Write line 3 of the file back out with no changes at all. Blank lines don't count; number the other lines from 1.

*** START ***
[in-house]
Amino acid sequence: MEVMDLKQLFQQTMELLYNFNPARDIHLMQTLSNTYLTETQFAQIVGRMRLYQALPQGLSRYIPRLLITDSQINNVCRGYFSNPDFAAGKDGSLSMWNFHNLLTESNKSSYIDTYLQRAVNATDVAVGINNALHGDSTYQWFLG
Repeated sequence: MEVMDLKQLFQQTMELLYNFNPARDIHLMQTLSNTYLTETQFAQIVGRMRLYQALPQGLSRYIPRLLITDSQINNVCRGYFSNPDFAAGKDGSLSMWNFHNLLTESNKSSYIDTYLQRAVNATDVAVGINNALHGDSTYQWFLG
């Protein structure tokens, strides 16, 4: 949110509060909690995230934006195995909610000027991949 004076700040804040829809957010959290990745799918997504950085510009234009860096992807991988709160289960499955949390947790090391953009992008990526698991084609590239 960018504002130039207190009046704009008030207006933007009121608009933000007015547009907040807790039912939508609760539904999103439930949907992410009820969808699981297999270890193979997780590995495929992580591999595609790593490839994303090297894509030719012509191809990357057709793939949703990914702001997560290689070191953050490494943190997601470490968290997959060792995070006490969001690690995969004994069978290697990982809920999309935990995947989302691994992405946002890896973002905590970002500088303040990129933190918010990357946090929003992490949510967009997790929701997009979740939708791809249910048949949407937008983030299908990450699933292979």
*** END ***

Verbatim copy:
Repeated sequence: MEVMDLKQLFQQTMELLYNFNPARDIHLMQTLSNTYLTETQFAQIVGRMRLYQALPQGLSRYIPRLLITDSQINNVCRGYFSNPDFAAGKDGSLSMWNFHNLLTESNKSSYIDTYLQRAVNATDVAVGINNALHGDSTYQWFLG